There are certainly a range of ways that we could approach this set of problems, but I’m convinced that the current technique of just accepting most spam and tossing it into a Spam folder is not helping to stop the scourge of spam, and in fact is making it far worse over time.


Location Tracking: Google’s the One You DON’T Need to Worry About!

I must keep the post brief today but this needs to be said. There are a bunch of stories currently floating around in the news globally, making claims like “Google tracks your location even when you tell it not to!” and other alarming related headlines.

This is all false hype-o-rama.

Google has a variety of products that can make use of location data, both desktop and mobile, and of course there are various kinds of location data in these contexts — IP address location estimates, cell phone location data, etc. So it’s logical that these need to be handled in different ways, and that users have appropriate options for dealing with each of them in different Google services. Google explains in detail how they use this data, the tight protections they have over who can access this data — and they never sell this data to anyone. 

Google pretty much bends over backwards when it comes to describing how this stuff works and the comprehensive controls that users have over data collection and deletion (see: “The Google Page That Google Haters Don’t Want You to Know About” –

Can one argue that Google could make this even simpler for users to deal with? Perhaps, but how to effectively make it all even simpler than it is now in any kind of practical way is not immediately obvious.

The bottom line is that Google gives users immense control over all of this. You don’t need to worry about Google.

What you should be worrying about is the entities out there who gather your location data without your consent or control, who usually never tell you what they’re doing with it. They hoard that data pretty much forever, and use it, sell it, and abuse it in ways that would make your head spin.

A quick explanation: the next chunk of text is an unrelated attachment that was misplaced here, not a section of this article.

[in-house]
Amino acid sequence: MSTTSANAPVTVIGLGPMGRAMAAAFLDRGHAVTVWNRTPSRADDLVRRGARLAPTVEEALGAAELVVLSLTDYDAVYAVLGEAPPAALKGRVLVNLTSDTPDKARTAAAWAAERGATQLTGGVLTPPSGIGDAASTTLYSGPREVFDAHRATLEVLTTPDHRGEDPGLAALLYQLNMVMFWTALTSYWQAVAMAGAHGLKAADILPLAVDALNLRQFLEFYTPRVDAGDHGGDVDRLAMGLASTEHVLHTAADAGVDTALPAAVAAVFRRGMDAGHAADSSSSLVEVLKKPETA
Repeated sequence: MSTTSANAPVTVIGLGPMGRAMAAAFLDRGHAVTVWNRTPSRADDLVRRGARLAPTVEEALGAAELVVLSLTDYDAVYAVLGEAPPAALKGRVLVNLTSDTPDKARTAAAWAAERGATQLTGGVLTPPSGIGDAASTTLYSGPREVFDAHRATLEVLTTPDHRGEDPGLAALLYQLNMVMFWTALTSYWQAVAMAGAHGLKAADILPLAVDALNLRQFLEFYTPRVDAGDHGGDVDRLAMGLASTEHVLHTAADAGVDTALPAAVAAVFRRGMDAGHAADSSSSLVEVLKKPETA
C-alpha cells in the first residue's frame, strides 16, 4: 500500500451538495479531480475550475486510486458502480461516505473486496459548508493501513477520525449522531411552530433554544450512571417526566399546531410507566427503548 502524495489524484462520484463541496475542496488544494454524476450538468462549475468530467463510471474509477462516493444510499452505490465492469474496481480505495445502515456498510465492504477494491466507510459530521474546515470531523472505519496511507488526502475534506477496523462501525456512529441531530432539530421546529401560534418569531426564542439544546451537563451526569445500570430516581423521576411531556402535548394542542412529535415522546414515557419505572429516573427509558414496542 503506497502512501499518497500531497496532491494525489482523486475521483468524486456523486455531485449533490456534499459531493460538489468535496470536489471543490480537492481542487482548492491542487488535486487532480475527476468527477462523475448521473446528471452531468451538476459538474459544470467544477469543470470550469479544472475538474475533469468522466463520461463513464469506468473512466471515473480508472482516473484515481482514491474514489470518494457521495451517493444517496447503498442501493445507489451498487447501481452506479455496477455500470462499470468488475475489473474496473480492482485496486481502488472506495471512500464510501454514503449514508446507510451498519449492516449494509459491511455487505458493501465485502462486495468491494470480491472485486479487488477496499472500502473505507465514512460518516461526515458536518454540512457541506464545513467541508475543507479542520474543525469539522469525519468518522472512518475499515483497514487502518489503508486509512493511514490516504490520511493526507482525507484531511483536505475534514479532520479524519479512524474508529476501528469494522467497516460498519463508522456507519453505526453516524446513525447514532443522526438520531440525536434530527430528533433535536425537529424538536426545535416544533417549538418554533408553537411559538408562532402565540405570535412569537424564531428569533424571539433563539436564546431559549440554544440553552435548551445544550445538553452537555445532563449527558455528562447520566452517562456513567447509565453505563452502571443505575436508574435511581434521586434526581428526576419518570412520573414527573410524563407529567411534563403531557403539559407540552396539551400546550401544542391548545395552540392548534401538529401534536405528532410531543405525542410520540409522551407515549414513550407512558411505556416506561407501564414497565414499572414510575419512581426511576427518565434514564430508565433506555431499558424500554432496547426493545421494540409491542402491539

A partial list? Your cellular carrier. They know where your phone is whenever it’s on their network. They collect this data in great detail. Turning off your GPS doesn’t stop them — they use quite accurate cell tower triangulation techniques in that case. Most of these carriers (unlike Google, who has very tight controls) have traditionally provided this data to authorities with just a nod and a wink!

Or how about the license plate readers that police and other government agencies have been deploying like mad, all over the country! They know where you drive, when you travel — and they collect this data in most cases with no real controls over how it will be used, how long it will be held, and who else can get their hands on it! You want someone to be worried about, worry about them!

And the list goes on.

It’s great for headlines and clickbait to pound on Google regarding location data, but they’re on the side of the angels in this debate.

And that’s the truth.


Google Must End Its Silence About Censored Search in China

UPDATE (August 17, 2018): Google Admits It Has Chinese Censorship Search Plans – What This Means

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It has now been more than a week since public reports began surfacing alleging that Google has been working on a secret project — secret even from the vast majority of Googlers — to bring Chinese government-censored Google search and news back to China. (Background info at: “Google Haters Rejoice at Google’s Reported New Courtship of China” –

While ever more purported details regarding this alleged effort have been leaking to the public, Google itself has apparently responded to the massive barrage of related inquiries only with the “non-denial denial” that they will not comment on speculation regarding their future plans.

This radio silence has seemingly extended to inside Google as well, where reportedly Google executives have yet to issue a company-wide explanation to the Google workforce, which includes many Googlers who are very concerned and upset about these reports.

With the understanding that it’s midsummer with many persons on vacation, it is still of great concern that Google has gone effectively mute regarding this extremely important and controversial topic. The silence suggests internal management confusion regarding how to deal with this situation. It’s upsetting to Google’s fans, and gives comfort to Google’s enemies.

Google needs to issue a definitive public statement addressing these concerns. Regardless of whether the project actually exists as reports have described — or if those detailed public reports have somehow been false or misleading — Google needs to come clean about what’s actually going on in this context.

Google’s users, employees, and the global community at large deserve no less.

Google, please do the right thing.


Google Haters Rejoice at Google’s Reported New Courtship of China